AI music startup Udio responds to lawsuits by major record labels: ‘our model does not reproduce copyrighted works’

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A day after being hit with copyright infringement lawsuits from some of the largest record labels in the world, AI music startup Udio is hitting back.

The lawsuits alleging copyright infringement on “almost unimaginable scales” against Udio and rival AI music startup Suno were filed this week by labels Universal Music Group, Sony Music Entertainment, and Warner Music Group.

Now Udio has posted a lengthy and impassioned statement on X, writing:

“Today, we’d like to share some thoughts on AI and the future of music.

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In the past two years, AI has become a powerful tool for creative expression across many media—from text to images to film, and now music.

At Udio, our mission is to empower artists of all kinds to create extraordinary music.

In our young life as a company, we have sat in the studios of some of the world’s greatest musicians, workshopped lyrics with up-and-coming songwriters, and watched as millions of users created extraordinary new music, ranging from the funny to the profound.

We have heard from a talented musician who, after losing the ability to use his hands, is now making music again. Producers have sampled AI-generated tracks to create hit songs, like ‘BBL Drizzy’, and everyday music-lovers have used the technology to express the gamut of human emotions from love to sorrow to joy.

Groundbreaking technologies entail change and uncertainty. Let us offer some insight into how our technology works.

Generative AI models, including our music model, learn from examples. Just as students listen to music and study scores, our model has ‘listened’ to and learned from a large collection of recorded music.

The goal of model training is to develop an understanding of musical ideas—the basic building blocks of musical expression that are owned by no one. Our system is explicitly designed to create music reflecting new musical ideas. We are completely uninterested in reproducing content in our training set, and in fact, have implemented and continue to refine state-of-the-art filters to ensure our model does not reproduce copyrighted works or artists’ voices.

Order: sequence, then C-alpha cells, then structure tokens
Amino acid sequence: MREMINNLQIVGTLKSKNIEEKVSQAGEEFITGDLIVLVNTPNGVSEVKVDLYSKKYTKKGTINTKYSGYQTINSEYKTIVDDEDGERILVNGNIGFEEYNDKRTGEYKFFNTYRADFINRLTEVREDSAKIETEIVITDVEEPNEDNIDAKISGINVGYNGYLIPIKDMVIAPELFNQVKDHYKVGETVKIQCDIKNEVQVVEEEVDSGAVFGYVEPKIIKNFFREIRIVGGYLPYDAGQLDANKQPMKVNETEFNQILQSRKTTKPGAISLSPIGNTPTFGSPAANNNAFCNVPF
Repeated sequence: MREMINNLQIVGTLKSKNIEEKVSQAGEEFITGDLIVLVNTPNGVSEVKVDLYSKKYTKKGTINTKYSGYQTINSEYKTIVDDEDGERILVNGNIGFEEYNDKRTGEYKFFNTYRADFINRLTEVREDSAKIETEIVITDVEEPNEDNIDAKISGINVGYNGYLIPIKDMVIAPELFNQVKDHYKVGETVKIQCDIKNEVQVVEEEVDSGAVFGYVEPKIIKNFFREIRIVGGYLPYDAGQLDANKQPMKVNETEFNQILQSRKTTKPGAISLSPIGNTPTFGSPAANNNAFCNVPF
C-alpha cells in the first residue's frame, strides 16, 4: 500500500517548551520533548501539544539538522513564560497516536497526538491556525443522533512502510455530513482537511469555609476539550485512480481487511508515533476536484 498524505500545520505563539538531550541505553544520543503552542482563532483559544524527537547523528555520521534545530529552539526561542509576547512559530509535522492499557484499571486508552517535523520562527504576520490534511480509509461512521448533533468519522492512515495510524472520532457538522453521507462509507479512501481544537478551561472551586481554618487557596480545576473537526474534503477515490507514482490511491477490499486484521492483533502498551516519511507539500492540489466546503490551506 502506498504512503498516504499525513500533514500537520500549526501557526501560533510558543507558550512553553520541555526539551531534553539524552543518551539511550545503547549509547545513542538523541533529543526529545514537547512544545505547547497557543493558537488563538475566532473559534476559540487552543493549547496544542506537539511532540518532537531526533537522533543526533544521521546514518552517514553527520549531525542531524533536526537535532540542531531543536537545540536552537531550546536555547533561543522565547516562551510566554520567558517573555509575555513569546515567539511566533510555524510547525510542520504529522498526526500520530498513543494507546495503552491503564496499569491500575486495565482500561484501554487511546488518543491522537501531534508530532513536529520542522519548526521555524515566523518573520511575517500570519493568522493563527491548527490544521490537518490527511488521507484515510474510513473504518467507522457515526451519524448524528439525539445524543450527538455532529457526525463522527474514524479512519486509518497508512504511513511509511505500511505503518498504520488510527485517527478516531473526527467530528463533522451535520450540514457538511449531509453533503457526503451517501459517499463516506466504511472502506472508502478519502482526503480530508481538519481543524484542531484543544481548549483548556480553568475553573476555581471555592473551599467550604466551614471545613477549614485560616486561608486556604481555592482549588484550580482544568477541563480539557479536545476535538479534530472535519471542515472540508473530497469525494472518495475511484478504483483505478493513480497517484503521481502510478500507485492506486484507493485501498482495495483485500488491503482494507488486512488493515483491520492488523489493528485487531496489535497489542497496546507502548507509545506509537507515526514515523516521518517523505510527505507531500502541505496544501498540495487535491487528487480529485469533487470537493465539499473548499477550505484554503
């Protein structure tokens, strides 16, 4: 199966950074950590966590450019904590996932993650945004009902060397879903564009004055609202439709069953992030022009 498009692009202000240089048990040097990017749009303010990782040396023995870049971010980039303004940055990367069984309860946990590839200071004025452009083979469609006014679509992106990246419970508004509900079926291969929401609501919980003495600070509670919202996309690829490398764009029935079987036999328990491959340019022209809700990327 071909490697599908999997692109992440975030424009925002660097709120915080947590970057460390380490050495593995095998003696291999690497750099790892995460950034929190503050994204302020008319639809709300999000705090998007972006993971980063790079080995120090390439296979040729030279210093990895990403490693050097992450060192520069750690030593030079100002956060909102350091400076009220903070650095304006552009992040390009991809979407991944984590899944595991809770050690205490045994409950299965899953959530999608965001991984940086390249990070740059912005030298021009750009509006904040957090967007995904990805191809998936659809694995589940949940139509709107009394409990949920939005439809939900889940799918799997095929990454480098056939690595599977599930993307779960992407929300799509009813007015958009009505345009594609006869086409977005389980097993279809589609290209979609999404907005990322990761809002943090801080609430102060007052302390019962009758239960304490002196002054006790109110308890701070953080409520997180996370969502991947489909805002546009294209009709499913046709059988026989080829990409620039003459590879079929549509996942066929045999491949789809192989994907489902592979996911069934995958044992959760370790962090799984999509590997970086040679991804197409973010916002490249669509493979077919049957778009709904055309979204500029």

We stand behind our technology and believe that generative AI will become a mainstay of modern society.

Virtually every new technological development in music has initially been greeted with apprehension, but has ultimately proven to be a boon for artists, record companies, music publishers, technologists, and the public at large. Synthesizers, drum machines, digital recording technology, and the sound recording itself are all examples of once-controversial music creation tools that were feared in their early days. Yet each of these innovations ultimately expanded music as an art and as a business, leading to entirely new genres of music and billions of dollars in the pockets of artists, songwriters and the record labels and music publishers who profit from their creations.

We know that many musicians—especially the next generation—are eager to use AI in their creative workflows. In the near future, artists will compose music alongside their fans, amateur musicians will create entirely new musical genres, and talented creators—regardless of means—will be able to scale the heights of the music industry.

The future of music will see more creative expression than ever before. Let us use this watershed moment in technology to expand the circle of creators, empower artists, and celebrate human creativity.

The complaints accuse the AI startups of copying copyrighted songs en masse to train on them and then producing infringing outputs of new music that closely resembles the original copyrighted training data.

The labels argue that Suno and Udio’s AI models produce outputs that are strikingly similar to original compositions and replicate specific artist traits.

Suno’s CEO Mikey Shulman defended the technology to Wired magazine yesterday, stating it creates new content and doesn’t replicate existing music.

Overall, the rapid rise of AI music generation has led to a conflict over the training data and outputs that right now, shows no signs of being resolved.

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